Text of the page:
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CEDIA’s Senior Director of Education Samantha Ventura shares her thoughts on the importance of soft skills. Have some of your own? Let us know in the comments.  As an educator, I am often asked to look at someone’s resume and that usually comes with a follow-up question: “How can I make it look better?”   While the question is fairly basic, the answer is much more complex. I usually start my response with what areas to highlight, how to approach the education vs. work experience sections, and end with some ideas about what they could add and what should be deleted. They rarely listen. Probably, if I’m being honest, they just want me to write it for ...
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Do we need 8K video?

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**UPDATE August 30th** For those who have read this before, more readers were interested in the 8K info below than they were in the HDMI 2.1 CTS announcement, so I simply changed the title.   On August 1 HDMI announced the release of the HDMI 2.1 compliance test specification (CTS). They did so with zero fanfare —  no press release, just a short few lines on hdmi.org . So why does this announcement matter? Well, HDMI devices need to be compliant before they're released to market, and that can't happen if there isn't a compliance spec against which to test them. That's what's out now. It's the gateway to seeing HDMI 2.1 enabled products released. I tweeted ...
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Dolby Atmos over HDMI ARC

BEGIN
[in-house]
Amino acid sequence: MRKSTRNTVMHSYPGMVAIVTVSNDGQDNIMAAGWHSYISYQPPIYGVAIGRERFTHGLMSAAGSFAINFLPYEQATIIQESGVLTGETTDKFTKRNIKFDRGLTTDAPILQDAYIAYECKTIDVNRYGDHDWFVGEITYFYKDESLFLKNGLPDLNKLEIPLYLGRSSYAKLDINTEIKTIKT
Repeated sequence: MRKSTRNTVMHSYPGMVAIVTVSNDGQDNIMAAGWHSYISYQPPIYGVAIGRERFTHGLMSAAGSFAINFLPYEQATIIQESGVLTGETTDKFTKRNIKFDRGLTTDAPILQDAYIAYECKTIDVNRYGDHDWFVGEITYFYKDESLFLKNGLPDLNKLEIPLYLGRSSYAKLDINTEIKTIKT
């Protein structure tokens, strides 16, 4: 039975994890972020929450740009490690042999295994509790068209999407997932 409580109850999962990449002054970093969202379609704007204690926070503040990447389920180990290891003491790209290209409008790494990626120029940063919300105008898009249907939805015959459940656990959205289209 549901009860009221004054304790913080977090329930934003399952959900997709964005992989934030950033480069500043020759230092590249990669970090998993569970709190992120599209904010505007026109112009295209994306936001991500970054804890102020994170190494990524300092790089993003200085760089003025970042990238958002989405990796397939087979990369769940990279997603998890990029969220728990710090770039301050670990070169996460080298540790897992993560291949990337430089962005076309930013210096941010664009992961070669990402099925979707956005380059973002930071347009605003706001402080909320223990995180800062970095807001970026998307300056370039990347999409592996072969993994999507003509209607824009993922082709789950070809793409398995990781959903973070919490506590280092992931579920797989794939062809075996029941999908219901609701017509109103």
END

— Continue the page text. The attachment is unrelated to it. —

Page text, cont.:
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I was recently discussing with Australian integrator  @Hemant Daya ​ the use of HDMI ARC to deliver Dolby® Atmos sound from the Netflix app in a TV back to an AVR. But ARC doesn't support Atmos, right? Well, not until the next generation eARC , that is. So why then does it appear to work (sometimes)? The answer is a little complex, and I felt well worth sharing... Firstly, a little background. HDMI Audio Return Channel (ARC) is based on the IEC 60958-1 specification, which is essentially the S/PDIF audio spec. There's two types of ARC in HDMI; Single Mode and Common Mode, but unfortunately we don't get informed as to which type any given product supports.  ...
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4K/60 HDR over HDBaseT

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In my last blog we looked into the possible trip wires of 4K/60 4:4:4 HDR . Now the rabbit hole is a little deeper with HDBaseT, with its native bandwidth equivalent to 10Gbps in HDMI. To support formats requiring up to 18Gbps in HDMI, HDBaseT introduces compression to reduce the data load. That can actually be a good thing, as long as you know what you're dealing with and can design systems accordingly. Read on for the technical low-down... Recapping the 4K 60Hz 4:4:4 HDR dilemma, it's currently a matter of pick any three of the four featured elements: yes we can get 4K/60 with HDR but only if chroma is dropped to 4:2:2 or 4:2:0. Or we can have 4:4:4 ...
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Last year I wrote a blog  about H DR and implications of delivery through HDMI. But then I just recently received a great message from Simon Fulstow of Sona Projects in the UK, which prompted the need for further clarification. He asks; “ I wonder if you could guide me to a resource (or resources) where I could really clarify the various video formats and data rates specifically as applicable to HDR and Dolby Vision.  I understand the concept of resolution, refresh rate, colour depth and chroma sampling but am lost how this applies with HDR added in and how to apply this to video distribution products ... which claim to support video formats and resolutions ...